Silent Epidemic: Heroin In Southern Oregon Part Two
This week, Jefferson Public Radio’s Liam Moriarty is introducing us to several people with a front-row view of Southern Oregon’s epidemic of heroin and opioid addiction. Today, we meet Dr. Jim Shames, an addiction specialist and the medical director for Jackson County Health and Human Services. He says doctors like him played a key role in creating that epidemic. Now, he’s leading innovative efforts to turn it around.
In the 1990s, Shames was a family physician in private practice. And when patients came to him complaining of pain, like most other doctors, he’d often prescribe opioid painkillers such as OxyContin or Vicodin.
Jim Shames: "It made sense to everybody. It made sense to me. That’s the way I was practicing in the ‘90s."
Shames says doctors were being pressured to provide more pain relief. Research papers, many funded by the pharmaceutical industry, contributed to a growing professional consensus that opioid painkillers were safe and should be used more liberally.
Jim Shames: "When your state medical board says, ‘Hey docs, you need to be more compassionate about treating pain.’ When you go to the hospital and they say, ‘Don’t let people suffer with pain. Otherwise, we will look negatively upon your recertification.’ After a while you’ve created an entire thought bubble that supports your point of view, and that’s where we have been for a while."
Shames reached a turning point several years after he became medical director for Jackson County Health and Human Services. In 2006, he says, the county medical examiner brought to his attention a stunning fact.
Jim Shames: "‘Do you realize we have about one citizen a week dying from accidental overdoses in Jackson County?’ And I said, ‘I cannot believe those numbers. You’re going to have to show that to me.’ And we sat down in his office and we pulled file after file after file of people who died from prescription drug overdoses."
Confronted with this grim toll, Shames started looking for ways to, as he put it, “turn off the spigot” of the opioid drugs that had become so ubiquitous. He formed the Opioid Prescriber Group and invited doctors and other health care professionals to develop new ways of treating their patients’ pain that don’t risk turning them into addicts.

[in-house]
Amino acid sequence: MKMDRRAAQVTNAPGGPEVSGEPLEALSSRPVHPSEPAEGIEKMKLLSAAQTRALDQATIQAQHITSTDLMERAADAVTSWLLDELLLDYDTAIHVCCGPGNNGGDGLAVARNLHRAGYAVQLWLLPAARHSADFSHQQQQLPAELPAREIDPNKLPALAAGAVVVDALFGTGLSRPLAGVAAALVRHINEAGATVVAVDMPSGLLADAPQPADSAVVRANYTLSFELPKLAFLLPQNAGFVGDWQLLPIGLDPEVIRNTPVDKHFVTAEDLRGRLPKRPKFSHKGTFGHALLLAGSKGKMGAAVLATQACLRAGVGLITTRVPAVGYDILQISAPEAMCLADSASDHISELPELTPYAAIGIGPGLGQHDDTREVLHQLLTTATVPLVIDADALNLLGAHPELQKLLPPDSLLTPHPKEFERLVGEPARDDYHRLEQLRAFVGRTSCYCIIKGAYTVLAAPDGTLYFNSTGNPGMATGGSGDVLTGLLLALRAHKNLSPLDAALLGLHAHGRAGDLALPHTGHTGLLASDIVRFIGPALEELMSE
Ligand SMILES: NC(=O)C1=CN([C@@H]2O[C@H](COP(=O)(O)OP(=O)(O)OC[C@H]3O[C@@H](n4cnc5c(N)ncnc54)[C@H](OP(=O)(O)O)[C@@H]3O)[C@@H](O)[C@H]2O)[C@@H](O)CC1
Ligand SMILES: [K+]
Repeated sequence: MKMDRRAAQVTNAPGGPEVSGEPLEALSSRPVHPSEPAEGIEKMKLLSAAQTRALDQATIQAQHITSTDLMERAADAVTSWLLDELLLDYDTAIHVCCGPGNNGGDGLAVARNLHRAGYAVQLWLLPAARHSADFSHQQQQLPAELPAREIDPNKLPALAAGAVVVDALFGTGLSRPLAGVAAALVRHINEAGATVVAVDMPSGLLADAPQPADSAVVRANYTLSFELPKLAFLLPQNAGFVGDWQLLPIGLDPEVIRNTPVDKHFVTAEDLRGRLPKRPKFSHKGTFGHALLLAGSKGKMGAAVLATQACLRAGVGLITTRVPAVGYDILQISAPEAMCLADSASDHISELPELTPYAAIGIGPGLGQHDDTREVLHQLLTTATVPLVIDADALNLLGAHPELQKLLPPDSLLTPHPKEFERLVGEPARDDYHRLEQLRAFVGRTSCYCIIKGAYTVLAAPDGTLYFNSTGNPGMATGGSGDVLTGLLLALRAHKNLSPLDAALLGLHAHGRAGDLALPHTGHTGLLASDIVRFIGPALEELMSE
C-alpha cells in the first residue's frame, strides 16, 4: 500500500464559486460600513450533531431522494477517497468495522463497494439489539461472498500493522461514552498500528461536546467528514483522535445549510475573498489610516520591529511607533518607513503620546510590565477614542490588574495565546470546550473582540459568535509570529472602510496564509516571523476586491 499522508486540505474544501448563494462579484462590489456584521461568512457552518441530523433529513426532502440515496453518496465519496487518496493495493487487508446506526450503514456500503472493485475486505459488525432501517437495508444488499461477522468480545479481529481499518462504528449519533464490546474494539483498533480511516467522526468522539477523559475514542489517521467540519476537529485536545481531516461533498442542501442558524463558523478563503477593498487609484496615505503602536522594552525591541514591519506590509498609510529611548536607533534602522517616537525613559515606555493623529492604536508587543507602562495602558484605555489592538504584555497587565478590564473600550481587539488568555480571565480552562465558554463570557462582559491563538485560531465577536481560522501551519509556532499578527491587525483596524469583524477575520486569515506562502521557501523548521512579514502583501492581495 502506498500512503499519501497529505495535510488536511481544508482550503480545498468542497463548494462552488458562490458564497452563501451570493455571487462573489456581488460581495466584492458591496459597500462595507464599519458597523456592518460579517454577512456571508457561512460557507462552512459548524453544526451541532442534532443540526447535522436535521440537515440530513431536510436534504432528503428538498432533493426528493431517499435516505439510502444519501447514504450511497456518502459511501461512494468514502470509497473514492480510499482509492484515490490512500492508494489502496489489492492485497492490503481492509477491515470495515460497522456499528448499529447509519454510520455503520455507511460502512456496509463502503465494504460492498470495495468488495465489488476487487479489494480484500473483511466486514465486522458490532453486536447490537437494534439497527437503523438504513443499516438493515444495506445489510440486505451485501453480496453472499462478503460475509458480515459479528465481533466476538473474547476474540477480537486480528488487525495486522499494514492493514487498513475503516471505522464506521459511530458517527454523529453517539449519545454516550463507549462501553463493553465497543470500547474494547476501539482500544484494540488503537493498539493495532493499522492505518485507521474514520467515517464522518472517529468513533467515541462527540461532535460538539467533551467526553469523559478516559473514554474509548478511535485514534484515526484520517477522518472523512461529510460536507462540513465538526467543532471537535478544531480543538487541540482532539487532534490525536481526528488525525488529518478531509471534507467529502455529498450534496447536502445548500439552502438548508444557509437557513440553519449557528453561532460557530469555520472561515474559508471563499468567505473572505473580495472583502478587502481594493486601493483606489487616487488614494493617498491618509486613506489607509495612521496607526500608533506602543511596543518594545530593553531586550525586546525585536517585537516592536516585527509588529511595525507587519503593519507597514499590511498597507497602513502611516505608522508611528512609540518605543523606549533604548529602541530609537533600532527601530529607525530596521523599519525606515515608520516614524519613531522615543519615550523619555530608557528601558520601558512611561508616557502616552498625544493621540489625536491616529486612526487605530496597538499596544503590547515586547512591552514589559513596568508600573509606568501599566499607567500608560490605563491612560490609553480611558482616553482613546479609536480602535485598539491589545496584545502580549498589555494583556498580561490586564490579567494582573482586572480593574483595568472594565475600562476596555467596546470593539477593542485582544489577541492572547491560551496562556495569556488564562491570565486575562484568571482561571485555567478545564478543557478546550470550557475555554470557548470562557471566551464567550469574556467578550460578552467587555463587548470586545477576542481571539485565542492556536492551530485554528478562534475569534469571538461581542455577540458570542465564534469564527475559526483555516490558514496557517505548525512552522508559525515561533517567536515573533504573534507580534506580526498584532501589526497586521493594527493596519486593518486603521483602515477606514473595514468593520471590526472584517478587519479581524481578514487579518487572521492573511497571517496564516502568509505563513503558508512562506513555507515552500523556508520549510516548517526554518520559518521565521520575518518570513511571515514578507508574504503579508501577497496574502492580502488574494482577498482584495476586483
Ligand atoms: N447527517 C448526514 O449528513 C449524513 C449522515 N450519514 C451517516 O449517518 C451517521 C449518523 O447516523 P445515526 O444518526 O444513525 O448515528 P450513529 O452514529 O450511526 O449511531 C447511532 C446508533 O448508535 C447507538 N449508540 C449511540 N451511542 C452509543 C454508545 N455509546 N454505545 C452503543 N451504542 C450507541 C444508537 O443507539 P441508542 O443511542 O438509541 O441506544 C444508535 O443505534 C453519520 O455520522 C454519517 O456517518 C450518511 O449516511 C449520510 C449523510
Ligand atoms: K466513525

He says the existing treatment model simply doesn’t work.
Jim Shames: "You walk in, we close the door, we spend 15 minutes. You expect a pill, I expect to give you a pill, and out you go and everybody’s happy. This requires something very different."
Shames’ group has devised guidelines for appropriate use of opioids, based on research that suggests for most chronic non-cancer pain, opioids are not the best treatment.
The group has also developed alternatives to opioids that involve a range of practitioners, from physical therapists and mental health counselors to acupuncturists and yoga teachers. Shames says this is a new approach for most doctors. But, he says …
Jim Shames: "Whatever the modality is, whether it’s way out there in terms of what a physician is comfortable with or something that really resonates in terms of the therapy they’re used to, it’s got to be coordinated. And that’s where I think the difference is."
Shames says many doctors are getting onboard with the new approach. Others, not so much. But, he says, the numbers show the effort is making a difference.
Jim Shames: "The most hard data you can look at is, who lives and who dies. We had 46 accidental overdose deaths in 2006. And we’re now down into the low teens or single digits."
But it turns out there’s a perverse consequence of this success.
Jim Shames: "The more successful we are at reducing the number of pills being prescribed, the more expensive they become on the black market. And the price of heroin’s just going down."
The result? What Shames calls “a huge upswing” in overdose deaths from heroin … The irony is not lost on him.
Jim Shames: "We’ve been concentrating initially on the upstream, which is, as I said, turning the spigot down. But there’s a lot of downstream public health measures we need to take as well."
Among those measures, Shames says, is making effective treatment available to those who got addicted by following their doctors’ orders. He says he still carries that sense of responsibility.
Jim Shames: "I feel bad about it. I feel like I in a sense kind of pushed opiates on a number of people that would have much been better off without them."
Next, we’ll talk with an addiction expert about why opioids are so easy to get hooked on, why they’re so hard to kick and why effective treatment is so important.
Copyright 2015 Jefferson Public Radio